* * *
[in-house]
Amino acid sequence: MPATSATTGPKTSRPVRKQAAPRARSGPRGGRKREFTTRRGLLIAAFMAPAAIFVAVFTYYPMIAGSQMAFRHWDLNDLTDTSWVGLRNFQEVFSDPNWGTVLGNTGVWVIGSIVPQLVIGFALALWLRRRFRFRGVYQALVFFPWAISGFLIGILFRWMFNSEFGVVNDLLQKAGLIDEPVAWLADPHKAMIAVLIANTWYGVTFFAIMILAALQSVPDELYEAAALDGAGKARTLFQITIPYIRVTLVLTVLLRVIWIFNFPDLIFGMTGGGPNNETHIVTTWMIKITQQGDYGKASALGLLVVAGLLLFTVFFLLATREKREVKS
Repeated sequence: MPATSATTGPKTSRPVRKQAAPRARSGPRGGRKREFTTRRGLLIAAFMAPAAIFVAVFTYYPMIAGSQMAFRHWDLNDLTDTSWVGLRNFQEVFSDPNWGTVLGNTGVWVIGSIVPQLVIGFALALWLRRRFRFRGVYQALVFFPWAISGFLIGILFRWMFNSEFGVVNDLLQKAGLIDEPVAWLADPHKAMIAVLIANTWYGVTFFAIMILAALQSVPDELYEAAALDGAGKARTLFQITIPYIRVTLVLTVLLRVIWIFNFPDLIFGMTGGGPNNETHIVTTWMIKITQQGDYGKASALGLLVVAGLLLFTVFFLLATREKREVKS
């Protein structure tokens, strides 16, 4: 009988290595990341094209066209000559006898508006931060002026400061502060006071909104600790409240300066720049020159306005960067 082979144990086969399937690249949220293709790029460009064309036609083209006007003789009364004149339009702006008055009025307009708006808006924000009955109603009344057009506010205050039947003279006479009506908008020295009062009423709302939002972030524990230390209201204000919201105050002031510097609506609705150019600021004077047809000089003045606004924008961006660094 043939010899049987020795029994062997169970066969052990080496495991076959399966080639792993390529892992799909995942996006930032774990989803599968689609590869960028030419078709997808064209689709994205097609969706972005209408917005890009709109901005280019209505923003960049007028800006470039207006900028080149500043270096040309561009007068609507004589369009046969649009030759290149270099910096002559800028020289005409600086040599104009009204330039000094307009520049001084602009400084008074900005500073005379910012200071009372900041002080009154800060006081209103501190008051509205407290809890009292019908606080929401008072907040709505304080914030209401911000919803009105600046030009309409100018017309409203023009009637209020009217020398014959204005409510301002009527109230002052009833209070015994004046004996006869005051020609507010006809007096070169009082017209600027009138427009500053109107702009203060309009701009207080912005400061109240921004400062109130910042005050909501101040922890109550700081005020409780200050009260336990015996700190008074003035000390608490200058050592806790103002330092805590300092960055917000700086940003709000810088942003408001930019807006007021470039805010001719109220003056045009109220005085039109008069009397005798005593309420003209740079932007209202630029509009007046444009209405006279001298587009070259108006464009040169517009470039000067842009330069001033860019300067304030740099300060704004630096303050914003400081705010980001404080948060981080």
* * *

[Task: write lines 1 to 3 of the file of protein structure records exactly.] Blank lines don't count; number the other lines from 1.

[in-house]
Amino acid sequence: MPATSATTGPKTSRPVRKQAAPRARSGPRGGRKREFTTRRGLLIAAFMAPAAIFVAVFTYYPMIAGSQMAFRHWDLNDLTDTSWVGLRNFQEVFSDPNWGTVLGNTGVWVIGSIVPQLVIGFALALWLRRRFRFRGVYQALVFFPWAISGFLIGILFRWMFNSEFGVVNDLLQKAGLIDEPVAWLADPHKAMIAVLIANTWYGVTFFAIMILAALQSVPDELYEAAALDGAGKARTLFQITIPYIRVTLVLTVLLRVIWIFNFPDLIFGMTGGGPNNETHIVTTWMIKITQQGDYGKASALGLLVVAGLLLFTVFFLLATREKREVKS
Repeated sequence: MPATSATTGPKTSRPVRKQAAPRARSGPRGGRKREFTTRRGLLIAAFMAPAAIFVAVFTYYPMIAGSQMAFRHWDLNDLTDTSWVGLRNFQEVFSDPNWGTVLGNTGVWVIGSIVPQLVIGFALALWLRRRFRFRGVYQALVFFPWAISGFLIGILFRWMFNSEFGVVNDLLQKAGLIDEPVAWLADPHKAMIAVLIANTWYGVTFFAIMILAALQSVPDELYEAAALDGAGKARTLFQITIPYIRVTLVLTVLLRVIWIFNFPDLIFGMTGGGPNNETHIVTTWMIKITQQGDYGKASALGLLVVAGLLLFTVFFLLATREKREVKS